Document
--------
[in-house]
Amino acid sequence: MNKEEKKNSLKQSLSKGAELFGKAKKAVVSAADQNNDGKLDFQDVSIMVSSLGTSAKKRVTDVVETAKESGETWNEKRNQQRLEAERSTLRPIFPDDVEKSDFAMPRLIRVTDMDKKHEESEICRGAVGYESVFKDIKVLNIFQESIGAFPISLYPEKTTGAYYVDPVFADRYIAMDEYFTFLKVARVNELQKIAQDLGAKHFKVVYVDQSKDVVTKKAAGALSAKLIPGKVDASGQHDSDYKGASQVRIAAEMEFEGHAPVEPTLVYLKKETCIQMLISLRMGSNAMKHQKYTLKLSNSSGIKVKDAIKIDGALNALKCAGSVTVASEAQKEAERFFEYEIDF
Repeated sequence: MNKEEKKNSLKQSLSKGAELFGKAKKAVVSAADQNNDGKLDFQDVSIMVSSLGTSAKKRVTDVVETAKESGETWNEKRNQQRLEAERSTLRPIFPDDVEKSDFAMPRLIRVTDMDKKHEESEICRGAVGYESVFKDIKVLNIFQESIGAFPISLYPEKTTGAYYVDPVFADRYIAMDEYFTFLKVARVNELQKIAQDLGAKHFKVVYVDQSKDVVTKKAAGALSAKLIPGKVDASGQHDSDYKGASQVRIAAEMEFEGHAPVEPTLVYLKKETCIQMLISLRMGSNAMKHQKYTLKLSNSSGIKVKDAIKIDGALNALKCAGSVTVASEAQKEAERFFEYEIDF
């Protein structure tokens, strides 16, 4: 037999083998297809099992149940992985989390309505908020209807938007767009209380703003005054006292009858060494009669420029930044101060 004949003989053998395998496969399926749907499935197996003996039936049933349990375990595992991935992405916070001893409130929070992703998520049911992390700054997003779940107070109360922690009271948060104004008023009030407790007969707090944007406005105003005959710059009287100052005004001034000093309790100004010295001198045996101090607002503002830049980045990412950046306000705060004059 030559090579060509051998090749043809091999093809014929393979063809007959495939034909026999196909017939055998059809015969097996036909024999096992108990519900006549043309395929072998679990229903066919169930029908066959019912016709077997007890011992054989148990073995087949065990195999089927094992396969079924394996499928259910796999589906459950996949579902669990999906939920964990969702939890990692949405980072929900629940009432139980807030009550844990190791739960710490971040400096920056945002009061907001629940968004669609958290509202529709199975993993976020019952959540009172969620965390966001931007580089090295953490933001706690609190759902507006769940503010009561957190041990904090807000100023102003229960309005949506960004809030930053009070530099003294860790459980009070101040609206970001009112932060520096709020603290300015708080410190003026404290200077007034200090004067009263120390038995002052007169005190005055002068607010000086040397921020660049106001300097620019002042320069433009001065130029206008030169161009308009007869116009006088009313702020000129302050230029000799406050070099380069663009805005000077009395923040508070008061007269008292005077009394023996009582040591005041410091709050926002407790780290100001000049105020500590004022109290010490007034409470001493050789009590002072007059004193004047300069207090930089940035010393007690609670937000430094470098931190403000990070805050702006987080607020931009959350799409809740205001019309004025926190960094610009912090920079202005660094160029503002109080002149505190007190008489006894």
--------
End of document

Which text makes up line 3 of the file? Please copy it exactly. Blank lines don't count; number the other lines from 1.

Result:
Repeated sequence: MNKEEKKNSLKQSLSKGAELFGKAKKAVVSAADQNNDGKLDFQDVSIMVSSLGTSAKKRVTDVVETAKESGETWNEKRNQQRLEAERSTLRPIFPDDVEKSDFAMPRLIRVTDMDKKHEESEICRGAVGYESVFKDIKVLNIFQESIGAFPISLYPEKTTGAYYVDPVFADRYIAMDEYFTFLKVARVNELQKIAQDLGAKHFKVVYVDQSKDVVTKKAAGALSAKLIPGKVDASGQHDSDYKGASQVRIAAEMEFEGHAPVEPTLVYLKKETCIQMLISLRMGSNAMKHQKYTLKLSNSSGIKVKDAIKIDGALNALKCAGSVTVASEAQKEAERFFEYEIDF